Economists Philippe Askenazy and Christine Erhel believe that the measures introduced to increase flexibility in the labour market are not unconnected with the drop in labour productivity recorded since 2008 in the OECD countries, and specifically in the major European economies.
In a four-page paper published in April 2017, the two French economists present figures highlighting a considerable slowdown in labour productivity in the majority of OECD countries since the 2008 banking and financial crisis. The big economies of Europe (Germany, France, the United Kingdom and Italy) experienced a sharp drop in their hourly productivity between 2008 and 2010 and are slow to return to the pre-crisis growth levels. The researchers pinpoint the employment policies pursued for over 10 years by many governments as one of the possible explanations for this phenomenon. These policies have resulted in deregulation of the permanent employment contract and the rise of flexible forms of employment (such as fixed-term contracts, temporary work, part-time work and self-employment).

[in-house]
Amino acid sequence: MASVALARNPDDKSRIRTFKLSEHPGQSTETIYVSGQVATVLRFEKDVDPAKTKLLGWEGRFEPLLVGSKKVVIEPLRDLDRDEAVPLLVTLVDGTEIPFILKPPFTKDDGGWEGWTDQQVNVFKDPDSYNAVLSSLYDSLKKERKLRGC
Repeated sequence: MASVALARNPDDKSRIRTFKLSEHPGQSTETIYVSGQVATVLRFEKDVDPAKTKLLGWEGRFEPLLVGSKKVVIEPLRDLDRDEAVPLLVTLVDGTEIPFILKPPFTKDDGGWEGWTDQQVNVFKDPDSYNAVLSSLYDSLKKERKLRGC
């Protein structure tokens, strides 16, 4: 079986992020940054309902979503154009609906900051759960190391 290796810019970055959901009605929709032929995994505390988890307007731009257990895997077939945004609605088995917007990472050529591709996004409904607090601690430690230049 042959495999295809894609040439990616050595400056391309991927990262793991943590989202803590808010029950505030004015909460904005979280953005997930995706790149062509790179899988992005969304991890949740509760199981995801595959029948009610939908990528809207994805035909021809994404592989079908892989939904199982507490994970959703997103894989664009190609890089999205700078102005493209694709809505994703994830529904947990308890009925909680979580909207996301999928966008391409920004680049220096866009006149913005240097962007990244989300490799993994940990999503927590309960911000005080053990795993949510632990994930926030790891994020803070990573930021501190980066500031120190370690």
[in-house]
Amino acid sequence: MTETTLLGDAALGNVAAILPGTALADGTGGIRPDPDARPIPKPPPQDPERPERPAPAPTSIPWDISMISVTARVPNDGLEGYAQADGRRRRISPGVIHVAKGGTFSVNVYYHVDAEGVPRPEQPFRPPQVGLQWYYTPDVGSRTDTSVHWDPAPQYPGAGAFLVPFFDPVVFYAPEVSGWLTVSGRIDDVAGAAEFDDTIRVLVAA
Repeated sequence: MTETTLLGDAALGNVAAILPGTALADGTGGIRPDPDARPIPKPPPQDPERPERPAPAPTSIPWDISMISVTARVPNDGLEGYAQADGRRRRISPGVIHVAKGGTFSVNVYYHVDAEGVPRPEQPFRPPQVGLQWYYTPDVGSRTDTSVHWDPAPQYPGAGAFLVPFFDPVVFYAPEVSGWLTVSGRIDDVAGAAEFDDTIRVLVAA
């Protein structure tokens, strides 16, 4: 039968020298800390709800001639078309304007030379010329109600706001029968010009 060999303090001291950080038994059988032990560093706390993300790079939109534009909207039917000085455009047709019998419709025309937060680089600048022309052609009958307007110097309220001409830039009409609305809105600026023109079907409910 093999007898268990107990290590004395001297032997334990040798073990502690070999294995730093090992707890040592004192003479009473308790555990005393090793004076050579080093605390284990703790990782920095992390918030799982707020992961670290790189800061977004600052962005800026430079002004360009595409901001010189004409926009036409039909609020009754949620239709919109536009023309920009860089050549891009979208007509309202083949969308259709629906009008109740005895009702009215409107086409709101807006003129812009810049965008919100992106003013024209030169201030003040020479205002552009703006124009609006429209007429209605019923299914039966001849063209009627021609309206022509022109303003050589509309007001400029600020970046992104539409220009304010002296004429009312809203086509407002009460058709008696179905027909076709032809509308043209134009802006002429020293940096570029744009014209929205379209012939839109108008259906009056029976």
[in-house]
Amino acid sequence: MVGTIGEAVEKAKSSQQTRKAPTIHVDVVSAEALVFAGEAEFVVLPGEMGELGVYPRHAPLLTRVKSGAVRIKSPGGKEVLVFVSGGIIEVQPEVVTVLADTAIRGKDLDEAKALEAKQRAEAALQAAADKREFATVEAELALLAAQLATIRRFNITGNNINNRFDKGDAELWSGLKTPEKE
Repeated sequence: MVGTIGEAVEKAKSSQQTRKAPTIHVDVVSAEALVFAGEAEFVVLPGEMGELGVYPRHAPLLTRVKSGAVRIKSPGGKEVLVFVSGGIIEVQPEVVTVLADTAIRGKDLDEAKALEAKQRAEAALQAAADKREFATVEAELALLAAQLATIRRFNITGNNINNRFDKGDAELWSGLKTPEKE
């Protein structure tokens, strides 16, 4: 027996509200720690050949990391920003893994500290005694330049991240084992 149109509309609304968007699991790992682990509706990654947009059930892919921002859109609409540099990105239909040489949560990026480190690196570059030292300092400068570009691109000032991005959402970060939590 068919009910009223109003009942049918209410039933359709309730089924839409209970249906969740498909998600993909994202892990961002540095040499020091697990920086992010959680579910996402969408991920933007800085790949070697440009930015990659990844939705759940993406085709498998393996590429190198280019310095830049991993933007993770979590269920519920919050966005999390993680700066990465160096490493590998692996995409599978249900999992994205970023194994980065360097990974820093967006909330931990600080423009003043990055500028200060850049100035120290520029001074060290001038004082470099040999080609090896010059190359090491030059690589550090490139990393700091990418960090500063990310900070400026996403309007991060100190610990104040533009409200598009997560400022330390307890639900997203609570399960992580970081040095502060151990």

Accordingly, the number of part-time employees rose by some 5% to exceed 25% in Germany between 2002 and 2015. In France, the number of people working part-time also increased, although the greatest increase in the past 15 years has been in the number of workers on temporary employment contracts. They now make up just over 15% of total employment. Still in France, the introduction of a new regime for ‘auto-entrepreneurs’ (unincorporated, freelance entrepreneurs) in 2009 triggered a rise in self-employed activity. As the paper’s authors explain, ‘[t]he revenue of auto‑entrepreneurs is very low, averaging less than one third [of] the annual income of individuals having a “classic” self‑employed status’, further pointing out that the emergence of this form of employment results in reduced productivity from self-employed work. As a consequence, hourly productivity for self-employed work has dropped by some 20%.
The researchers have also found the rise in atypical forms of employment to be accompanied by transformation of the very nature of temporary employment contracts. The duration of such contracts is becoming increasingly shorter, in particular in the United Kingdom which has seen the rise of the infamous ‘zero hours’ contract, and in France where cases of recruitment not exceeding one month have surged.
In the light of the negative impact on productivity of these measures for enhancing labour market flexibility, the authors recommend focusing instead on policies aimed at creating good jobs and boosting training for the low skilled.
Bart Vanhercke, David Natali and Denis Bouget